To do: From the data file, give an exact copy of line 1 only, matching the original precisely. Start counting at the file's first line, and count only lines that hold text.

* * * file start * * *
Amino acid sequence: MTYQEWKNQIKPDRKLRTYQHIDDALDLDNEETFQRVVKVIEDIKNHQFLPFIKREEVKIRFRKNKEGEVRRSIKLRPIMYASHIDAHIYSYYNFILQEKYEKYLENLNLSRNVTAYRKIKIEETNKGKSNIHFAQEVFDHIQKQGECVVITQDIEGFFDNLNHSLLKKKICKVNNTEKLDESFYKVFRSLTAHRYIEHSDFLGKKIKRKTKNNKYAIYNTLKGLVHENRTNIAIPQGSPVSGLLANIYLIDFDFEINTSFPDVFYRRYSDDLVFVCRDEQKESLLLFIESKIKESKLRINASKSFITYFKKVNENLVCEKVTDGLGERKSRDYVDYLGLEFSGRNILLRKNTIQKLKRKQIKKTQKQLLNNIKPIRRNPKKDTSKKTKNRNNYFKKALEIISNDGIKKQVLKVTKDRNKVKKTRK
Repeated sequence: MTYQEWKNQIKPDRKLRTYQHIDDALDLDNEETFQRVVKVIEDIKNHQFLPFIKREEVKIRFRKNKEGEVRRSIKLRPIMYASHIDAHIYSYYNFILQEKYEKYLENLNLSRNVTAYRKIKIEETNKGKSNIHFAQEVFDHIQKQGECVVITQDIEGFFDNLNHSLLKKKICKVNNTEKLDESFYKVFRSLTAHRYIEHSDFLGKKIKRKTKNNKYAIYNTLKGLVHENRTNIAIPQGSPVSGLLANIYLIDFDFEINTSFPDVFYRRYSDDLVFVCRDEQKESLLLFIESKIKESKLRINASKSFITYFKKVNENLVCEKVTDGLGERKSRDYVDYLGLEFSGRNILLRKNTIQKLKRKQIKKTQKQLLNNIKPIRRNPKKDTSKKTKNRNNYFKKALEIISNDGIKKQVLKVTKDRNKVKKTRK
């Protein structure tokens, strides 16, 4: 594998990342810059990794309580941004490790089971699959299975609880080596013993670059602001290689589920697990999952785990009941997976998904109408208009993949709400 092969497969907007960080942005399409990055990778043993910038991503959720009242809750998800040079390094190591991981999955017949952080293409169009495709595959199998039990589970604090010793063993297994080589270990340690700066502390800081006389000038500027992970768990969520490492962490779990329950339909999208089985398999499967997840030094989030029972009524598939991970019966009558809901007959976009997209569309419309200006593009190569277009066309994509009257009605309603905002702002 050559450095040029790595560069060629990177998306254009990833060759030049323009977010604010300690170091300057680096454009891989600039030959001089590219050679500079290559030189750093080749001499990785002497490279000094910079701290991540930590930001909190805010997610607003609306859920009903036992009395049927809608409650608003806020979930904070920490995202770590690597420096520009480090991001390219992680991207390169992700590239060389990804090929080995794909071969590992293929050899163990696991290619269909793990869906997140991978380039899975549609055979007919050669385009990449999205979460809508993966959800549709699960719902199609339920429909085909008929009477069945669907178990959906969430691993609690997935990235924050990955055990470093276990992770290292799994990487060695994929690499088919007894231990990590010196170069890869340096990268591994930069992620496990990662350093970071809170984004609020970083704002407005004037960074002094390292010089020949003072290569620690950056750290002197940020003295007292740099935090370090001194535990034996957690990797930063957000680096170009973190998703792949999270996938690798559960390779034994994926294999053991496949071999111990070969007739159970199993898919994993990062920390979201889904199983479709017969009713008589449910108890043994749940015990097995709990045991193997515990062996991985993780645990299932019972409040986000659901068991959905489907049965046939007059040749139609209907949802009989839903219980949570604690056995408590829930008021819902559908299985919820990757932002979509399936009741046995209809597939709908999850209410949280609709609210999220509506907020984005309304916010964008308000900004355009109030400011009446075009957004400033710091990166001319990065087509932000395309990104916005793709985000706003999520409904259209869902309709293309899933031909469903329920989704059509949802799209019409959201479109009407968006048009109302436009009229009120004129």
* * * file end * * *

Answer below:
Amino acid sequence: MTYQEWKNQIKPDRKLRTYQHIDDALDLDNEETFQRVVKVIEDIKNHQFLPFIKREEVKIRFRKNKEGEVRRSIKLRPIMYASHIDAHIYSYYNFILQEKYEKYLENLNLSRNVTAYRKIKIEETNKGKSNIHFAQEVFDHIQKQGECVVITQDIEGFFDNLNHSLLKKKICKVNNTEKLDESFYKVFRSLTAHRYIEHSDFLGKKIKRKTKNNKYAIYNTLKGLVHENRTNIAIPQGSPVSGLLANIYLIDFDFEINTSFPDVFYRRYSDDLVFVCRDEQKESLLLFIESKIKESKLRINASKSFITYFKKVNENLVCEKVTDGLGERKSRDYVDYLGLEFSGRNILLRKNTIQKLKRKQIKKTQKQLLNNIKPIRRNPKKDTSKKTKNRNNYFKKALEIISNDGIKKQVLKVTKDRNKVKKTRK